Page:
Treasury Secretary Yellen said the government could freeze more deposits if needed

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Treasury Secretary Yellen said the government could freeze more deposits if needed

U.S. Treasury Secretary Janet Yellen testifies before the Senate Finance Committee on the proposed fiscal year 2024 budget request on March 16, 2023, on Capitol Hill in Washington.

Andrew Caballero-Reynolds | Afp | Good pictures

Treasury Secretary Janet Yellen said Tuesday that the government is prepared to provide additional guarantees for deposits if the banking crisis worsens.

In prepared remarks for a speech at the American Bankers Association, the former Federal Reserve chairman said officials believe they have taken adequate steps to prevent liquidity problems in the sector, but will do more if necessary.

“The actions we have taken are not focused on helping specific banks or classes of banks. Our intervention is necessary to protect the broader American banking system,” Yellen said. “Similar actions are warranted if smaller firms experience deposit runs that pose a risk of contagion.”

The comments come in the wake of several bank failures, notably Silicon Valley Bank and Signature Bank. Customers were concerned that liquidity problems due to term risk in the banks’ reserves may result in similar banks not being able to meet deposit requirements.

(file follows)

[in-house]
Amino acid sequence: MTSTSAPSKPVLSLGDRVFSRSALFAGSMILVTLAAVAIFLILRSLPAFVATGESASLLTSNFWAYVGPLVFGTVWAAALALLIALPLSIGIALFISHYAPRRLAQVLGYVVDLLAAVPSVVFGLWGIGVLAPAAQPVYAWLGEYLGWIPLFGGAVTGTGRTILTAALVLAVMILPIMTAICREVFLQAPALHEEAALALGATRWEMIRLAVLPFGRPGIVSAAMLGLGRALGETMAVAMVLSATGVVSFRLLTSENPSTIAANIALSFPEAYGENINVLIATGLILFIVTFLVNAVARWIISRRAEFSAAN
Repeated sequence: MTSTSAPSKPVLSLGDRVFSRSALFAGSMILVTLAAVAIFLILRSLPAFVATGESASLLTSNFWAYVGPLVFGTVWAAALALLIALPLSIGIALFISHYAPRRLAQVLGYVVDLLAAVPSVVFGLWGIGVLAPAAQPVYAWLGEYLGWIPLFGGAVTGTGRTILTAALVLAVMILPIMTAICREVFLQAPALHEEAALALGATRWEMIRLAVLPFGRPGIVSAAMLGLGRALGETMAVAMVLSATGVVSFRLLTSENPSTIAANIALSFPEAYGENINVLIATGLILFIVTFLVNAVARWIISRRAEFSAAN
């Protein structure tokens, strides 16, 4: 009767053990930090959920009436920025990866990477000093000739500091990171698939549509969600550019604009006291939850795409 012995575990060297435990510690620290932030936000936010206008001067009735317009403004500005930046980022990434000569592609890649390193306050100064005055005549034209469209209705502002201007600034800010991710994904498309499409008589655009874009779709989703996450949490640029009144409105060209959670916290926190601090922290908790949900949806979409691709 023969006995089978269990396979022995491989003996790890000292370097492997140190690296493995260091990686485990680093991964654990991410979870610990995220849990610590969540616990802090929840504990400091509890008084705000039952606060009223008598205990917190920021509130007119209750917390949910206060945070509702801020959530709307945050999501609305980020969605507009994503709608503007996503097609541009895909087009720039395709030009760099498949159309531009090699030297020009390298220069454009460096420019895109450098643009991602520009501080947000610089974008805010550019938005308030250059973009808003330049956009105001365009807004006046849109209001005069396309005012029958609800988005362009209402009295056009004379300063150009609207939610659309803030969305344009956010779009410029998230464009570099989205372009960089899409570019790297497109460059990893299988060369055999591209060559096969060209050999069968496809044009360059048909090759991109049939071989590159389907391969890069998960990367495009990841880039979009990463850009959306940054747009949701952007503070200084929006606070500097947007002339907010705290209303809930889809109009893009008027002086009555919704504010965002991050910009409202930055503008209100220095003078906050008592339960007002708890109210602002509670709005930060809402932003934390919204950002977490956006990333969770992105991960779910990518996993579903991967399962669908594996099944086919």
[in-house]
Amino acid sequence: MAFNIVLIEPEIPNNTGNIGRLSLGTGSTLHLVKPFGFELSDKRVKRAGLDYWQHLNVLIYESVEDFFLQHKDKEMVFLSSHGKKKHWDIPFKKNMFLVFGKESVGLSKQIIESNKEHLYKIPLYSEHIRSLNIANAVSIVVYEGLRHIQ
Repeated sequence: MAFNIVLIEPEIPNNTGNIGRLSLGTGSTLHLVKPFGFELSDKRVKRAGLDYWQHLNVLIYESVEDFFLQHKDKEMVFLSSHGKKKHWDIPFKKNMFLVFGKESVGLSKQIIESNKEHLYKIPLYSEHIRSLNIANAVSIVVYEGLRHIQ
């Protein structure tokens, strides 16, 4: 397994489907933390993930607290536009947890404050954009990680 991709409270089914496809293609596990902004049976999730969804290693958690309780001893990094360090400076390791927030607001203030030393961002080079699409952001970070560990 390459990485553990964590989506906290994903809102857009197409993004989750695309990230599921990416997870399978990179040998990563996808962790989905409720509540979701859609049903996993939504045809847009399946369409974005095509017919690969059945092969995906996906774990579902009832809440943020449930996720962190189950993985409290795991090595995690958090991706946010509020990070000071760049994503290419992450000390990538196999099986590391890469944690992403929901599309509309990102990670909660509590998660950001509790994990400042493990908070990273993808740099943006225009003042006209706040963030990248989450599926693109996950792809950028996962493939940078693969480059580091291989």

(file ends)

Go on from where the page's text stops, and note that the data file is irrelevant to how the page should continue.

In response, the Treasury, the Fed, and the FDIC launched a two-pronged effort to allow banks to meet their short-term credit needs. One, called the Bank Term Funding Program, offered one-year loans against collateralized securities at full face value, and the other widened the Fed’s discount window.

“The situation is stabilizing. And the US banking system is still sound,” Yellen said. “Central bank facility and discount window loans are working to provide liquidity to the banking system. Gross deposit outflow from regional banks has been confirmed.”

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The SPDR Regional Bank ETF, an exchange-traded fund that tracks mid-cap bank stocks, rose 3.3% in premarket trading. The fund has fallen 31% in the past month.

First Republic, one of the sector’s most troubled banks, rose 14.7% premarket following Yellen’s speech and JPMorgan Chase CEO Jamie Dimon is advising First Republic on options for survival, including a potential capital raise or sale. .

This is breaking news. Check back for updates.

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